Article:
My inspiration for A Mother’s War came from a news article, ‘Children of Shame.’ It was about the children born to Norwegian mothers and German fathers during the occupation of Norway in WW2. I began to wonder what it must have been like for the women who had a relationship with the enemy and then became pregnant. Many went to a Lebensborn maternity home, a lesser-known story of WW2. Lebensborn means source or well of life and was the scheme of SS Chief Heinrich Himmler to entice unwed expectant mothers of ‘pure blood’ to further the Aryan race.
My fascinating research included reading memoirs of the German occupation of Norway, numerous books and reports on Lebensborn, and watching historical documentaries. I travelled to Norway and was inspired to weave the beautiful landscape and rich culture into my novel.
As I researched behind the benevolent façade of Lebensborn homes I learned about its sinister agenda and incorporated this into the story. Lebensborn was a secretive Nazi organisation and the mothers involved were either too scared, ashamed or had other reasons to remain silent about their experiences once the war was over. The homes remained shrouded in mystery and even the German population knew little about them.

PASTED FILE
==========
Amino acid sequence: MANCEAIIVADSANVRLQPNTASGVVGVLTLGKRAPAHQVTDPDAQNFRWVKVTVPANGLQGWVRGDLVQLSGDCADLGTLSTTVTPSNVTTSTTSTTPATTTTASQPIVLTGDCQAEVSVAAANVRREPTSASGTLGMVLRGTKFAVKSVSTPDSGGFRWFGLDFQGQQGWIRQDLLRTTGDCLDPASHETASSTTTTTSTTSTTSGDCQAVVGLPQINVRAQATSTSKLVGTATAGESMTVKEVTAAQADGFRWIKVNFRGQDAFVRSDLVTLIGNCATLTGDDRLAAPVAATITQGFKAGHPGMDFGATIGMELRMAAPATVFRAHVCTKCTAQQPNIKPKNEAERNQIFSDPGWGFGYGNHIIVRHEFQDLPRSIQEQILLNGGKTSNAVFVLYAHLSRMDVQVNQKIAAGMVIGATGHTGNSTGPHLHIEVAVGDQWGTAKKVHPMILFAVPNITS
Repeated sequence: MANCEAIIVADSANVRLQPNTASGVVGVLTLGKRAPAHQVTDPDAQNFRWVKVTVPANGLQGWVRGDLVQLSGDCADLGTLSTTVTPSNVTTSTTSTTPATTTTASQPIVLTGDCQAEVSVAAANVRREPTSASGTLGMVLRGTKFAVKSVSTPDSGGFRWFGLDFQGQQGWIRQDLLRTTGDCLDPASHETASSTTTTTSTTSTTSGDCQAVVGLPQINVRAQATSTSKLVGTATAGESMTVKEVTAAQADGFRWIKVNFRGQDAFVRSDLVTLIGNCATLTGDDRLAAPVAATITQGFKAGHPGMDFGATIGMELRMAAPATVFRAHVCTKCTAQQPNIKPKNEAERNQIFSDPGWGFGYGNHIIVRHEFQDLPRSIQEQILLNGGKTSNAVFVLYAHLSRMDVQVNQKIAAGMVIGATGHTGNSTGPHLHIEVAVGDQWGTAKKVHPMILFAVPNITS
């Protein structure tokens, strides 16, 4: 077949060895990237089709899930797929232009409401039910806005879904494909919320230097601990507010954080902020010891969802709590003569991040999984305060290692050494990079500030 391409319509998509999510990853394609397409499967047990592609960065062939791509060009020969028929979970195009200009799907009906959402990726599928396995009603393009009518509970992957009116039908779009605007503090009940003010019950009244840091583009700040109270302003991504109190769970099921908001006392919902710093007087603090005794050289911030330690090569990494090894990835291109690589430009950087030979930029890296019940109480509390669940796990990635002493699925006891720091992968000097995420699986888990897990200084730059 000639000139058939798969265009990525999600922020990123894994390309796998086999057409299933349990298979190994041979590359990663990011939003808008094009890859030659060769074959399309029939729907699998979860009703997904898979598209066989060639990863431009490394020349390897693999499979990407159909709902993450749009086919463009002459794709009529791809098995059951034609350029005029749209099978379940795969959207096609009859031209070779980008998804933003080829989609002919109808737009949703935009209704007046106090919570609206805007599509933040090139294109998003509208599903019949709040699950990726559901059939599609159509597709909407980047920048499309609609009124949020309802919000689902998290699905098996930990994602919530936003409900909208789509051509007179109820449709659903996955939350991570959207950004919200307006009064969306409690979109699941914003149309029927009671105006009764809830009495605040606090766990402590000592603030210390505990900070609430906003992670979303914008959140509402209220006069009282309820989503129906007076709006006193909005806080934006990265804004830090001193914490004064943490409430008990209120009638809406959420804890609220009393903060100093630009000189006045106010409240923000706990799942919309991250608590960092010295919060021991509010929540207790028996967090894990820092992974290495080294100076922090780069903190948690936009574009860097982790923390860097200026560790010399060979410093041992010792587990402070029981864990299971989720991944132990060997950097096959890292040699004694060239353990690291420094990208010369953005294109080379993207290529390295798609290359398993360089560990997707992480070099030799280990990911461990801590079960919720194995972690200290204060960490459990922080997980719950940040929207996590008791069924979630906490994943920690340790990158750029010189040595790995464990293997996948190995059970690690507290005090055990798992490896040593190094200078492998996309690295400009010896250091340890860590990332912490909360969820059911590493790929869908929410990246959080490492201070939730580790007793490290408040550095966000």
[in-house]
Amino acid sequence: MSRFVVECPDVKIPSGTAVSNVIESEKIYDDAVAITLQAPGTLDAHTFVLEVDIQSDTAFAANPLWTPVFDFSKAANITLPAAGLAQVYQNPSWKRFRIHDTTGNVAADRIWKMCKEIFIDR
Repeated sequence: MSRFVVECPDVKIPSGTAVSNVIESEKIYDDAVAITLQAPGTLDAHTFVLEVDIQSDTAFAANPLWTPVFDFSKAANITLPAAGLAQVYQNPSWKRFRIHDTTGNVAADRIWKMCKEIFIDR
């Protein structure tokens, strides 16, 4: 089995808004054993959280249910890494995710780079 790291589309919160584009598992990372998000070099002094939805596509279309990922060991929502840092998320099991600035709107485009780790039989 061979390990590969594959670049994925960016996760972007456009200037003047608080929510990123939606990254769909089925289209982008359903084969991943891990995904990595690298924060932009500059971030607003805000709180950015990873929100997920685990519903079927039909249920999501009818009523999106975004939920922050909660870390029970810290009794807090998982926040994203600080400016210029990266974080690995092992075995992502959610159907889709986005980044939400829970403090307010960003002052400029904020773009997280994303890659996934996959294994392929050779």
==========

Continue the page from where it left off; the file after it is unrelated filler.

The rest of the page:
The first Lebensborn homes opened in Germany in 1933 and were opened in other counties during the war. Norway, with 11 homes had the most outside of Germany.
One particular memoir I read was written by a Norwegian woman who experienced the invasion of Narvik in 1940 and the subsequent occupation. Her story was the inspiration for the setting of my story, Narvik, a port 220km inside the Arctic Circle. Due to the gulf stream, the port remains ice-free through the winter and was strategically important to Germany’s war plans: valuable iron ore was dug at Kiruna, Sweden, and railed to Narvik for export. Hitler needed the ore for weapon and military vehicle manufacture. Also Narvik’s position on the North Sea and accessibility to Britain was of military importance.
There was a well-organised resistance movement which ferried spies, refugees and equipment over the North Sea between Norway and the Shetland Islands. This was run by courageous fishermen and became known as the Shetland Bus, which features at the end of the book.
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